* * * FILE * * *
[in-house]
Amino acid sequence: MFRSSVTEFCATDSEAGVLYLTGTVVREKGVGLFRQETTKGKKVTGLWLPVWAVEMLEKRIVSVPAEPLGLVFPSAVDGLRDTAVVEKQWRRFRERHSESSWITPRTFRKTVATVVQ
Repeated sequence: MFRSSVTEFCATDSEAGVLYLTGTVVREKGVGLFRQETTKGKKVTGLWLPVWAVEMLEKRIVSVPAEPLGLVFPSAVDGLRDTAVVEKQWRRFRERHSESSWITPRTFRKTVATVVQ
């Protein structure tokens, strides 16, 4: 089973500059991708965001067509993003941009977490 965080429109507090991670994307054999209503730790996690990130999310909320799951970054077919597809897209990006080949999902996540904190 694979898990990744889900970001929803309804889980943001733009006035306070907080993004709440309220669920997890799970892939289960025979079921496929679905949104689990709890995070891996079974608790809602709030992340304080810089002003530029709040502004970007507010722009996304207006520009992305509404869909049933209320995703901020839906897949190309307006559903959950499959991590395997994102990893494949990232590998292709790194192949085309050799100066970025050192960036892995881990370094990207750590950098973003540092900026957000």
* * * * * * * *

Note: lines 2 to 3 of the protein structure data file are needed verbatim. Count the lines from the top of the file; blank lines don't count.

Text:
Amino acid sequence: MFRSSVTEFCATDSEAGVLYLTGTVVREKGVGLFRQETTKGKKVTGLWLPVWAVEMLEKRIVSVPAEPLGLVFPSAVDGLRDTAVVEKQWRRFRERHSESSWITPRTFRKTVATVVQ
Repeated sequence: MFRSSVTEFCATDSEAGVLYLTGTVVREKGVGLFRQETTKGKKVTGLWLPVWAVEMLEKRIVSVPAEPLGLVFPSAVDGLRDTAVVEKQWRRFRERHSESSWITPRTFRKTVATVVQ